In honour of Infection Prevention 2018, Brett Mitchell and I are having a blogoff so that you can choose the best IPC article of 2018. This post presents my case, Brett’s post (here) presents his case, and there’s a vote below so that you can choose. The results will be published next Monday morning at Infection Prevention 2018…
I was asked to write a series of articles in the Nursing Times (along with my colleague and co-author Tracey Galletly) on the role of nurses in environmental hygiene*. Et voila:
- Environmental decontamination 1: what is it and why is it important?
- Environmental decontamination 2: the role of the nurse
- Environmental decontamination 3: auditing cleaning and disinfection
I’ve been struggling for years to find the best ‘catch-all’ term to describe hospital cleaning or disinfection or both. And, after much thought, I’ve settled on a proposal to share with you, dear reader: “environmental hygiene”.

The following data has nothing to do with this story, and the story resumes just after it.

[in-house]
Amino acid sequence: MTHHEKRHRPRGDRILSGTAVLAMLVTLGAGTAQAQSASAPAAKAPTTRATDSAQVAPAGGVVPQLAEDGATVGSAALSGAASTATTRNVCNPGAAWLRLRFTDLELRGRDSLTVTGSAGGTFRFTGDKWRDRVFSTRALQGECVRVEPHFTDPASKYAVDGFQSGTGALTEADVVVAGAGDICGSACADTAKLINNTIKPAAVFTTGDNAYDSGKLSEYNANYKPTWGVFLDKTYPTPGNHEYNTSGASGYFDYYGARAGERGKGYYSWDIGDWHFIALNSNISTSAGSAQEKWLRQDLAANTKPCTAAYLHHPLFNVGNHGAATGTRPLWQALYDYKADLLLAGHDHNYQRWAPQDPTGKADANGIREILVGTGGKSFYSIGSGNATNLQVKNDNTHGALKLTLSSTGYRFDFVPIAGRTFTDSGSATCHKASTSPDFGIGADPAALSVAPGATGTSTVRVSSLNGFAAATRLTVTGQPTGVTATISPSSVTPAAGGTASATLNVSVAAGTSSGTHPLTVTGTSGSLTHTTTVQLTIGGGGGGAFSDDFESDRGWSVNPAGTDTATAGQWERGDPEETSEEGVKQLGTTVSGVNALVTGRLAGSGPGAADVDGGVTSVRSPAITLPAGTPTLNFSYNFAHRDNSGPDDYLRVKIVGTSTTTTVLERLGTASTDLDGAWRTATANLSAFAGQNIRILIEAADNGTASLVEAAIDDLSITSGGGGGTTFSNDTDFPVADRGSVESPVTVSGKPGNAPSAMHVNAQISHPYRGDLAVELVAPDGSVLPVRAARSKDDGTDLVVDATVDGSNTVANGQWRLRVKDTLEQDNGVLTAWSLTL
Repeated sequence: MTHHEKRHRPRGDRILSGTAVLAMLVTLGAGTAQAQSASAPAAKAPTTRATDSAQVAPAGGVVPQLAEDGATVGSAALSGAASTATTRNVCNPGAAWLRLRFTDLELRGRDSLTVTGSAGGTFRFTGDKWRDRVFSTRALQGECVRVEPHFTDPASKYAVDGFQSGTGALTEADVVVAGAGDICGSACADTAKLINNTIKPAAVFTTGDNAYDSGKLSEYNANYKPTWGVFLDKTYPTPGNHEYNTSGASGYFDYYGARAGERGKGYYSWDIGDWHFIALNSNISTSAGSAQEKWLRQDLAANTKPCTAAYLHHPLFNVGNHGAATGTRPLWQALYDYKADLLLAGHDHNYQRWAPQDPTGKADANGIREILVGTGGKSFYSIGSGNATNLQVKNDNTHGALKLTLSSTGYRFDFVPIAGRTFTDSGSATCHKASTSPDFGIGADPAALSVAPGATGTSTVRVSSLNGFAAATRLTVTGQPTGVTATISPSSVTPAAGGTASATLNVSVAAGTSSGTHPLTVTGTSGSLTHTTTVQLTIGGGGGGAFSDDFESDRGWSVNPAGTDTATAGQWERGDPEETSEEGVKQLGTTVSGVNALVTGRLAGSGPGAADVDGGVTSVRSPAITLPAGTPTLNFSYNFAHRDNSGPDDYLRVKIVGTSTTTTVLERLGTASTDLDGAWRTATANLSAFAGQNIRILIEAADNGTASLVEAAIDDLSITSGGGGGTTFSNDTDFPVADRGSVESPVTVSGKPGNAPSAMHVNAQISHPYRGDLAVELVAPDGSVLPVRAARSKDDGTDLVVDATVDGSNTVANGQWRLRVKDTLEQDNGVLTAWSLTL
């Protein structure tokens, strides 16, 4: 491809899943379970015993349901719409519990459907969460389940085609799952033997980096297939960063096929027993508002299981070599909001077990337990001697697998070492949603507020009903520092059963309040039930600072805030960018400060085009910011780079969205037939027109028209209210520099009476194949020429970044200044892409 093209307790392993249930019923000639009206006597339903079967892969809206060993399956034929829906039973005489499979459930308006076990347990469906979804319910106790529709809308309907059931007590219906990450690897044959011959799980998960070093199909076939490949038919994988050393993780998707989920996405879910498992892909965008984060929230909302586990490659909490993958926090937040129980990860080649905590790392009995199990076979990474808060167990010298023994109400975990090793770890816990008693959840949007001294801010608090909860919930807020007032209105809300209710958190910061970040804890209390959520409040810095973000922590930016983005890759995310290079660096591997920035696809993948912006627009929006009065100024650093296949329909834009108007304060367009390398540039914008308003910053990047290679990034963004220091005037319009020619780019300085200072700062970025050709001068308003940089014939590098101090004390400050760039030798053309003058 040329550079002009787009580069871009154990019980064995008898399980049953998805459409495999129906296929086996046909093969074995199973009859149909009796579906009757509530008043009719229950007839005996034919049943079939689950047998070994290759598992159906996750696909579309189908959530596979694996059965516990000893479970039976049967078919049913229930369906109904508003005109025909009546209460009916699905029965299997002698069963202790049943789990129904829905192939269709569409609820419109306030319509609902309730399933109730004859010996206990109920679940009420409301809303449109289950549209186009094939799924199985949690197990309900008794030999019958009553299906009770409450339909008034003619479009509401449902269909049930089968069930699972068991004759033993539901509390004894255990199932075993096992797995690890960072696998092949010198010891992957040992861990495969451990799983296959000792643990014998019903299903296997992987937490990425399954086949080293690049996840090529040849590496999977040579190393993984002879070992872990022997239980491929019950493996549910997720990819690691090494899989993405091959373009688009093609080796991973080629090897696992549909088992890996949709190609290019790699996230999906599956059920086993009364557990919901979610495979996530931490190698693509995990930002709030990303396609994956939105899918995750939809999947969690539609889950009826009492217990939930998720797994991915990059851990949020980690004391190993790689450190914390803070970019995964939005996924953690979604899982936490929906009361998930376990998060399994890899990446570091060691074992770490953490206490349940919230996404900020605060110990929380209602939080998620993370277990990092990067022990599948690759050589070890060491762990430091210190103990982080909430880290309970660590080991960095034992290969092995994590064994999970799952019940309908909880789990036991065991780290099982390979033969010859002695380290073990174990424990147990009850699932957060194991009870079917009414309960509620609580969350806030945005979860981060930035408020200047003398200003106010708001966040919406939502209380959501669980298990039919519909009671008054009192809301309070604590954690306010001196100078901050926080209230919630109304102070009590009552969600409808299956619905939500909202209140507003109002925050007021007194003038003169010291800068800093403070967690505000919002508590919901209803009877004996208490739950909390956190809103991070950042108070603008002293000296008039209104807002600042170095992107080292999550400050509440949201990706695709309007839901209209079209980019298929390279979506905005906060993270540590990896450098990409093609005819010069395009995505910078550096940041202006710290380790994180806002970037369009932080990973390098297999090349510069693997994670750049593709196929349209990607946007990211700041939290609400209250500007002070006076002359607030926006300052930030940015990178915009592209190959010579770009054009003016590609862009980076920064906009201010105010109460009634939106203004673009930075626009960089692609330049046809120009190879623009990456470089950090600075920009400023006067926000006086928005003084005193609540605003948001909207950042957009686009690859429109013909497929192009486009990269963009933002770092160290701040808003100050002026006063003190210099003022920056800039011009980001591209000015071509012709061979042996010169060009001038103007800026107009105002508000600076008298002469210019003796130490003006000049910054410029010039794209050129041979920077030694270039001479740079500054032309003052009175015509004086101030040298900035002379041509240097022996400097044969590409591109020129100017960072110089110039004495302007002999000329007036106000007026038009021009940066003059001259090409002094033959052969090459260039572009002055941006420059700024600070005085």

This recent study from the Donskey group could provide hospital cleaning staff with a powerful visual cue to help assure adequate disinfectant coverage. The addition of a chemical widget to bleach solution gives it a bright blue hue when applied to surfaces, so allowing a cleaner to track their progress visually!
Curtis Donskey’s group recently published a multicentre randomised trial in 16 US hospitals to evaluate the impact of an enhanced cleaning programme (including fluoruescent markers, environmental cultures, and feedback to cleaners) on the transmission of C. difficile. The intervention resulted in an increase in the removal of fluorescent markers, a reduction in environmental contamination with C. difficile, but no reduction in healthcare-associated CDI!
What do you do to prevent VRE transmission?
…you are not alone, if the answer to this question is ‘nothing special’, based on survey published in ARIC! Dale Fisher’s team in Singapore put together a simple survey, asking the global IPC community what measures they have in place to prevent the transmission of VRE. There was a huge degree of variability, ranging from ‘nothing special’ to ‘the kitchen sink’!
See below details of a survey that you may find interesting to complete. I had a small role in providing some feedback on an earlier version of this survey and I hope it will serve to highlight areas that require more thought and / or research…
On behalf of the International Society of Chemotherapy (ISC) working group on Infection Prevention we would be grateful if you could complete this anonymous survey.